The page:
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9 Weeks to Better Options Trading: 5 Rookie Mistakes to Avoid Like the Plague


Veteran options trader Steve Smith identifies five pitfalls that options traders need to know about -- and avoid at all costs.


2. Failing to Understand Implied Volatility

Being wrong on a stock's direction is clearly an easy way to lose money. But there's a second, and perhaps even more frustrating way to lose money with options: failing to understand the intricacies of option pricing.

One of the biggest mistakes new options traders make is not taking into account implied volatility, which is a measure of the expectation or probability of a given size move within a given time frame. Put simply, implied volatility provides a gauge as to whether an option is relatively cheap or expensive based on past price action in the underlying stock, and it is among the most important components in option pricing.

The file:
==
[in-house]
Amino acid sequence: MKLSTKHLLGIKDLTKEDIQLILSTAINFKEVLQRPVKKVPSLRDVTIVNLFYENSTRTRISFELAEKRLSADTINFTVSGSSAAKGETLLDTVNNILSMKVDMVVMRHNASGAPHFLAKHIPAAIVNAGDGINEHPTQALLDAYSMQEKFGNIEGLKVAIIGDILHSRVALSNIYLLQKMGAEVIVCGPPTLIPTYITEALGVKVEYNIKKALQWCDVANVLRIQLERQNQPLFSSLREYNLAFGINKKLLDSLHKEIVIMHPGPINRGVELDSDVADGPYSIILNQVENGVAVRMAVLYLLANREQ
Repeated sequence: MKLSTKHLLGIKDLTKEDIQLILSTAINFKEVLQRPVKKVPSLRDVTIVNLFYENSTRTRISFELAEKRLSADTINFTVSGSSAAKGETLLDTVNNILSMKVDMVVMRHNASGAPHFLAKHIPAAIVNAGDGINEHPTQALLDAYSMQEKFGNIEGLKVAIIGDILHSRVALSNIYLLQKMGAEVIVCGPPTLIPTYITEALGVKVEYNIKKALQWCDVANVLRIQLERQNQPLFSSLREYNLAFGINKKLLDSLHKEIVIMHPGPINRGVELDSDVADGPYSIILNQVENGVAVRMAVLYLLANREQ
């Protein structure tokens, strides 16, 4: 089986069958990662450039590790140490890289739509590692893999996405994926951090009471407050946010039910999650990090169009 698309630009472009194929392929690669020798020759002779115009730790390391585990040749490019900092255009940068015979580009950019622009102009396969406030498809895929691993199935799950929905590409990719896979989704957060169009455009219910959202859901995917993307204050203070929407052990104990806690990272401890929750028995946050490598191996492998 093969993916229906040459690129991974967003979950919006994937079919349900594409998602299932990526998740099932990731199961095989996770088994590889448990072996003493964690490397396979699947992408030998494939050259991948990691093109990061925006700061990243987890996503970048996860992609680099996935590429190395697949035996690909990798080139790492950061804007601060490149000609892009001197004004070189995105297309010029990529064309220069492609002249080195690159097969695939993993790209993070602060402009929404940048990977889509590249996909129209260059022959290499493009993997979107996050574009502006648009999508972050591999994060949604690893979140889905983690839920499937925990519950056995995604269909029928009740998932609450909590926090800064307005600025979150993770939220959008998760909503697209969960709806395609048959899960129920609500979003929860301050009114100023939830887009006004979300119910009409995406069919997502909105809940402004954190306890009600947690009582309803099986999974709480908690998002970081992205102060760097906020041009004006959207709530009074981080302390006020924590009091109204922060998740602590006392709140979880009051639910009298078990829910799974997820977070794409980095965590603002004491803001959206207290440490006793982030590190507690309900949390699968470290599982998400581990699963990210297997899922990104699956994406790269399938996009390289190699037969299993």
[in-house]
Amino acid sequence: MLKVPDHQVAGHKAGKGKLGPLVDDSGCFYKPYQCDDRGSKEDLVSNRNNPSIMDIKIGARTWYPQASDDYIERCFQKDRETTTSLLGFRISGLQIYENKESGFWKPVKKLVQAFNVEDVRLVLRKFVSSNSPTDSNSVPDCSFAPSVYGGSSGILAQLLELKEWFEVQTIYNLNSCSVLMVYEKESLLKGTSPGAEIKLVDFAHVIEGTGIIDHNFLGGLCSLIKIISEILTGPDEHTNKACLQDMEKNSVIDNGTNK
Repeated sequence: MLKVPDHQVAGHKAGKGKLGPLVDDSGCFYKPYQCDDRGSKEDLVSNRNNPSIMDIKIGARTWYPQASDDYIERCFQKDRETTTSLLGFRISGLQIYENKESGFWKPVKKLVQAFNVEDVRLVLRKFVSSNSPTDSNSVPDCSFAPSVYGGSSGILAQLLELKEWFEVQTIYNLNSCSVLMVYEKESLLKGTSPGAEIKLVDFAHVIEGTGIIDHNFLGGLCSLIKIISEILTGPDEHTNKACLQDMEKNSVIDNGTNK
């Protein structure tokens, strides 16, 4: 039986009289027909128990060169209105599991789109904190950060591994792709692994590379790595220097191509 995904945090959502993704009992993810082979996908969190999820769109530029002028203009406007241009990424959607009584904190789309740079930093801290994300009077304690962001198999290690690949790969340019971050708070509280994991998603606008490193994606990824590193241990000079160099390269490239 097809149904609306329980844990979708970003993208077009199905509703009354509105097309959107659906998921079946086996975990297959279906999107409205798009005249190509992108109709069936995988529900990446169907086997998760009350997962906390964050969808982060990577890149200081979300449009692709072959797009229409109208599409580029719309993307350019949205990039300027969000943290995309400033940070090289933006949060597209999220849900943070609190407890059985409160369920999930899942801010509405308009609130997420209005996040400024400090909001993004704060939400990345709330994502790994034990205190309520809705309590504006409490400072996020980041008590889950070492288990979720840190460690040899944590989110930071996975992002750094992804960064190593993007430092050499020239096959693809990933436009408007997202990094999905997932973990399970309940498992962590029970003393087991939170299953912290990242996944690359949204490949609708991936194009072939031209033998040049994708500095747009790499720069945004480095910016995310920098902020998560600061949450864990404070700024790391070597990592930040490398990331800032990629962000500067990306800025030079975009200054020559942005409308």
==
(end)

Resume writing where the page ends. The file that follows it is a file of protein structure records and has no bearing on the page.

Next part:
For example, options on banks JPMorgan (NYSE:JPM) or Goldman Sachs (NYSE:GS) are relatively expensive, as the implied volatility for March options is running around 30% -- or about double the 16% historic, or real 20-day volatility. This can be explained by nervousness surrounding the big banks' exposure to the economic crisis in Europe.

By comparison, Microsoft's (NASDAQ:MSFT) March options carry an implied volatility of just 19.5%, while the 20-day historic volatility is running at 21%, making the options relatively cheap.

I can't tell you how many times I've heard traders say "options don't work" because they bought puts or calls ahead of earnings, were right on the direction of the stock post-earnings, but the option barely changed in price implied volatility declined post-earnings as is common after expected news events.

Therefore, in order to consistently make money trading options, one must attain a basic understanding of implied volatility. But have no fear – in the coming weeks, I'll be going over ways to both harness and profit from changes in implied volatility.
No positions in stocks mentioned.

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